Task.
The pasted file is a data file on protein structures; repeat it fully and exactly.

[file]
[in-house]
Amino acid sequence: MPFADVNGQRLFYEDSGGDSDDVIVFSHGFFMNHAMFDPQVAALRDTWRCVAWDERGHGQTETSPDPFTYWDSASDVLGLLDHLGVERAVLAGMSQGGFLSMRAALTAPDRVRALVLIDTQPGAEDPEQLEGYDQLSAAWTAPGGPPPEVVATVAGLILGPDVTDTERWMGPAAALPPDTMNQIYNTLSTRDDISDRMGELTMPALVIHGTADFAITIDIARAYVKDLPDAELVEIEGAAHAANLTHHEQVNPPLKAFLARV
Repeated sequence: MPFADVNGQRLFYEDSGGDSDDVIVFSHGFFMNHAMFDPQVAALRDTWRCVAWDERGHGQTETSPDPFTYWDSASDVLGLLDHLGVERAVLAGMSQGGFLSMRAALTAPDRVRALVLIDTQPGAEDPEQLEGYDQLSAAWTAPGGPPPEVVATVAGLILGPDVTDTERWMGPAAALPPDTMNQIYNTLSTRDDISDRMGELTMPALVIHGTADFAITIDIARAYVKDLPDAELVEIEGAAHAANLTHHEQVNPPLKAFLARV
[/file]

[in-house]
Amino acid sequence: MPFADVNGQRLFYEDSGGDSDDVIVFSHGFFMNHAMFDPQVAALRDTWRCVAWDERGHGQTETSPDPFTYWDSASDVLGLLDHLGVERAVLAGMSQGGFLSMRAALTAPDRVRALVLIDTQPGAEDPEQLEGYDQLSAAWTAPGGPPPEVVATVAGLILGPDVTDTERWMGPAAALPPDTMNQIYNTLSTRDDISDRMGELTMPALVIHGTADFAITIDIARAYVKDLPDAELVEIEGAAHAANLTHHEQVNPPLKAFLARV
Repeated sequence: MPFADVNGQRLFYEDSGGDSDDVIVFSHGFFMNHAMFDPQVAALRDTWRCVAWDERGHGQTETSPDPFTYWDSASDVLGLLDHLGVERAVLAGMSQGGFLSMRAALTAPDRVRALVLIDTQPGAEDPEQLEGYDQLSAAWTAPGGPPPEVVATVAGLILGPDVTDTERWMGPAAALPPDTMNQIYNTLSTRDDISDRMGELTMPALVIHGTADFAITIDIARAYVKDLPDAELVEIEGAAHAANLTHHEQVNPPLKAFLARV